Lady Bird Johnson Dies
Claudia Alta "Lady Bird" Taylor Johnson (December 22, 1912 – July 11, 2007) was First Lady of the United States from 1963 to 1969 during the presidency of her husband Lyndon B. Johnson.
Throughout her life, she was an advocate for beautification of the nation's cities and highways and conservation of natural resources and she made that her major initiative as First Lady. After leaving the White House in 1969 and her husband's death in 1973, Lady Bird became an entrepreneur, creating the $150 million LBJ Holdings Company, and was a recipient of the Presidential Medal of Freedom and the Congressional Gold Medal, the highest civilian honors.
In 1993, Johnson's health began to fail. In August 1993 she suffered a stroke and became legally blind due to macular degeneration. In 1999 she was hospitalized for a fainting spell and, in 2002, she suffered a second, more severe, stroke, which left her unable to speak coherently or walk without assistance. In 2005, she spent a few days in an Austin hospital for treatment of bronchitis. In February 2006, Lady Bird's daughter Lynda Johnson Robb told a gathering at the Truman Library in Independence, Missouri, that her mother was now totally blind and was "not in very good health."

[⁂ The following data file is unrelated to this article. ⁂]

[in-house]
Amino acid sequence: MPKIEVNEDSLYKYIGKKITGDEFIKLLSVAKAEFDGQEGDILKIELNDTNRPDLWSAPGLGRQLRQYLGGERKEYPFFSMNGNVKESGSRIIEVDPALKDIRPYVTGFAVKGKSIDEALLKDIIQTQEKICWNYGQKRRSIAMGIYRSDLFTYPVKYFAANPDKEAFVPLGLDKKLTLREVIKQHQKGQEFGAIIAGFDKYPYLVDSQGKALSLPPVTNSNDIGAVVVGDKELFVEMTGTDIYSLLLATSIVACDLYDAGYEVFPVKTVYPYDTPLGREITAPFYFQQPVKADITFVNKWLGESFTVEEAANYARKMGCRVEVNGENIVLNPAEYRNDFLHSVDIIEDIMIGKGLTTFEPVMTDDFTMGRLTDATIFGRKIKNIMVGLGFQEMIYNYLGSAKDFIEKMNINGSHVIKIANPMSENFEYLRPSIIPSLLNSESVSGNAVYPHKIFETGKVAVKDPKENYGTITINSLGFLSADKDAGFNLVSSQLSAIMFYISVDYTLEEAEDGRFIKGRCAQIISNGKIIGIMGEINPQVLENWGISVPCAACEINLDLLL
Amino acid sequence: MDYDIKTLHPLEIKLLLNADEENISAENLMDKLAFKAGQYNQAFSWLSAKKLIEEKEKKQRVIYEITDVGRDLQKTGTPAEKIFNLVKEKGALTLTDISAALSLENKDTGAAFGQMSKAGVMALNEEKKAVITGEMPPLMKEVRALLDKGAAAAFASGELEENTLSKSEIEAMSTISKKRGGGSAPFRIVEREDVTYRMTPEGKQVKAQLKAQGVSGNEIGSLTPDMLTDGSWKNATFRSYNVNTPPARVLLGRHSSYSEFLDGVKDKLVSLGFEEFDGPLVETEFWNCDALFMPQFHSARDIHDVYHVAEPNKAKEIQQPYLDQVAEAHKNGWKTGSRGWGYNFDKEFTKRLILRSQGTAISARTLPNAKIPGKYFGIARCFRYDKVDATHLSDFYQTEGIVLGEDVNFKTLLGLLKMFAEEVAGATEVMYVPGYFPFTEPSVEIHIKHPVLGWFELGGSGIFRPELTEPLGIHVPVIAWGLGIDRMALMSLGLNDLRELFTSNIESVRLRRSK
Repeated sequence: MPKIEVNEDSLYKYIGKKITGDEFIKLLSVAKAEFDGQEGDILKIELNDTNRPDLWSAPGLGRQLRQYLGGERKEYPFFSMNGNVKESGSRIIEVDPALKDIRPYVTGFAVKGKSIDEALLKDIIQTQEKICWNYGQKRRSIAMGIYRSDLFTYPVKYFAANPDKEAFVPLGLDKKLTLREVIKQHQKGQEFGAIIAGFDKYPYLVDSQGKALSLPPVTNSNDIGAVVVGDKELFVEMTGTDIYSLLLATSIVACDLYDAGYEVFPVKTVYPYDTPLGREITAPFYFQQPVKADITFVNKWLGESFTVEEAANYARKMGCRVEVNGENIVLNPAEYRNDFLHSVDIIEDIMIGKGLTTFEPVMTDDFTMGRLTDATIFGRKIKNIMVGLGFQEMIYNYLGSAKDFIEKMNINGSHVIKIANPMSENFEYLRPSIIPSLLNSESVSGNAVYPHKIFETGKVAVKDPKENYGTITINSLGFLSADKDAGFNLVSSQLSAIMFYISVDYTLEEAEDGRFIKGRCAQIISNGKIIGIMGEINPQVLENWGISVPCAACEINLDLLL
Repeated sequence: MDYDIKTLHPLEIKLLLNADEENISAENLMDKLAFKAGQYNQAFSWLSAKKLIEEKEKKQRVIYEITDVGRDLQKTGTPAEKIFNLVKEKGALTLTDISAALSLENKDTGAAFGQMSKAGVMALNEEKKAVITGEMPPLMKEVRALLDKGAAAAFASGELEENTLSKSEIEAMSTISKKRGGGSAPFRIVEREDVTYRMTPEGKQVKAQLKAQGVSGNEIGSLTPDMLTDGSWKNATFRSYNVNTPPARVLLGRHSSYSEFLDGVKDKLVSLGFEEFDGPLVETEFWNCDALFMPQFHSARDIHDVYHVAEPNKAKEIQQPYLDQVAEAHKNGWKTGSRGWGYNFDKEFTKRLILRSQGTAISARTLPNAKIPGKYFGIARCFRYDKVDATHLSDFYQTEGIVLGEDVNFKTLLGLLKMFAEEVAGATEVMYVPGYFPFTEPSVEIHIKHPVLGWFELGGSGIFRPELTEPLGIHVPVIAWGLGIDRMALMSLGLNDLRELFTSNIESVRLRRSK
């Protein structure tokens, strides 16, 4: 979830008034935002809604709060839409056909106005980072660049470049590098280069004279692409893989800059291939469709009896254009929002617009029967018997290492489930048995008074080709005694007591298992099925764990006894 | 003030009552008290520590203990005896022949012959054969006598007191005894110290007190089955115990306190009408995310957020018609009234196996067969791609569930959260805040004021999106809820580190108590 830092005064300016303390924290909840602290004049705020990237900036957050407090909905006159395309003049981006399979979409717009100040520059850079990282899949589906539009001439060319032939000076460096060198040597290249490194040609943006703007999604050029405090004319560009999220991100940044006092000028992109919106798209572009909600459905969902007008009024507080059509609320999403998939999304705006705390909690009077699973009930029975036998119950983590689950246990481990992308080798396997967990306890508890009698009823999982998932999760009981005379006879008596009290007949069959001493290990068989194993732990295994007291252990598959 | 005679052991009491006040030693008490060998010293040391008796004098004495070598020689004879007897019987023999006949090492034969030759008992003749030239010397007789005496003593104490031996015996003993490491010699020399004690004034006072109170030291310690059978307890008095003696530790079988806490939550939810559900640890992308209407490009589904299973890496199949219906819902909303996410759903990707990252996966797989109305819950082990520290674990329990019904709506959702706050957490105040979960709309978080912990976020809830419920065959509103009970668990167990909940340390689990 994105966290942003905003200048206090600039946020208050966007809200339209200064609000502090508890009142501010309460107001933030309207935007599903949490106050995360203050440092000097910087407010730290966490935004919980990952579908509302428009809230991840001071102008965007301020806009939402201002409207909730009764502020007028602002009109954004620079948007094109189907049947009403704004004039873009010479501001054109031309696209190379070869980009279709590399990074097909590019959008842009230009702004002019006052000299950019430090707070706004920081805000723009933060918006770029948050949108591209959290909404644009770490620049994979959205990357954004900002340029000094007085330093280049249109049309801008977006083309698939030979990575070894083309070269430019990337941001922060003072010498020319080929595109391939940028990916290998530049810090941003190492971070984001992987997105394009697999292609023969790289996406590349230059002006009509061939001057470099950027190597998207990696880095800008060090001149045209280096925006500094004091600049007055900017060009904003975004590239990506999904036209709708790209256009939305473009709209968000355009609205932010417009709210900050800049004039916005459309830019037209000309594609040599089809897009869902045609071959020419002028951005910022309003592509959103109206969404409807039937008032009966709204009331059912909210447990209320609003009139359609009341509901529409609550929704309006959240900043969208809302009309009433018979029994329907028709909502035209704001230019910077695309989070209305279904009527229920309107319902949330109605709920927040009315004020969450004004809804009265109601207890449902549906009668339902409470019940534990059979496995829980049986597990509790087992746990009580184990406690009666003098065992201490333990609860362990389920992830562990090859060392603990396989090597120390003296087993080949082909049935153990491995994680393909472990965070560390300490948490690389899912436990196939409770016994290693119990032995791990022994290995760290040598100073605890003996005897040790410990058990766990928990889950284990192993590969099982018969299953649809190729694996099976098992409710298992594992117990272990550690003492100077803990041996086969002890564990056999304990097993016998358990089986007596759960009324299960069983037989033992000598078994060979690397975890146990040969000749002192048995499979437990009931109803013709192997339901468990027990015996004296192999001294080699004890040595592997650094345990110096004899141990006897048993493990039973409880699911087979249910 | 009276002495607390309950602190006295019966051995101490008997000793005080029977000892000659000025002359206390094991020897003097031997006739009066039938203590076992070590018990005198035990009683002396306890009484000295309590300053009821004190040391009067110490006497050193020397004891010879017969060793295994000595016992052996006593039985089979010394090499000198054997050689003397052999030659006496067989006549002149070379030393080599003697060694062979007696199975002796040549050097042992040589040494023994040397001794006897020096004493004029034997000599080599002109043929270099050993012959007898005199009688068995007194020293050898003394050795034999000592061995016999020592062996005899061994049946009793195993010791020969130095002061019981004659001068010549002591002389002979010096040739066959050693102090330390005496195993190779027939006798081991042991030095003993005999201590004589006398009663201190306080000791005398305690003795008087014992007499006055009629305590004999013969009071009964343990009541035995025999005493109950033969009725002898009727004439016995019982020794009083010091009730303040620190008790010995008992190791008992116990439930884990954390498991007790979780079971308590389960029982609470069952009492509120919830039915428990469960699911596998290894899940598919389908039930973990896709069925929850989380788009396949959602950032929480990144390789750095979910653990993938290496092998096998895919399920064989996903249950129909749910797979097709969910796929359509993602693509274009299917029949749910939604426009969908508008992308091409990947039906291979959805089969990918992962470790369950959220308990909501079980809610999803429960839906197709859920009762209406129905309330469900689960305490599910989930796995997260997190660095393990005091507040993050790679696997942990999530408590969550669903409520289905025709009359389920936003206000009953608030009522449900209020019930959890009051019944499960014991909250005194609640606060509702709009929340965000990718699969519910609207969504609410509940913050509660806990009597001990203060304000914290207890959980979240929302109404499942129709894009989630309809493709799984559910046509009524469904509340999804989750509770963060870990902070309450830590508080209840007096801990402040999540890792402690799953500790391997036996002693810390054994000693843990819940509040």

In June 2007, Johnson spent six days in Seton Hospital in Austin after suffering from a low-grade fever. At 4:18 PM (CDT) on July 11, 2007, she died at home of natural causes, surrounded by members of her family and Catholic priest Father Robert Scott. At Johnson's funeral service her daughter Luci Baines Johnson remarked that one week before her death she made a public appearance and visited the Blanton Museum of Art. "It was a scene: mother was on IV, oxygen tube and a feeding tube. It looked like a mobile hospital. But she had a wonderful time," Luci said.
Three weeks before Lady Bird's death, the rector of St. Barnabas Episcopal Church in Fredericksburg, which had been her second home for over 50 years, had announced to his parishioners that she had given $300,000 to pay off the church's mortgage.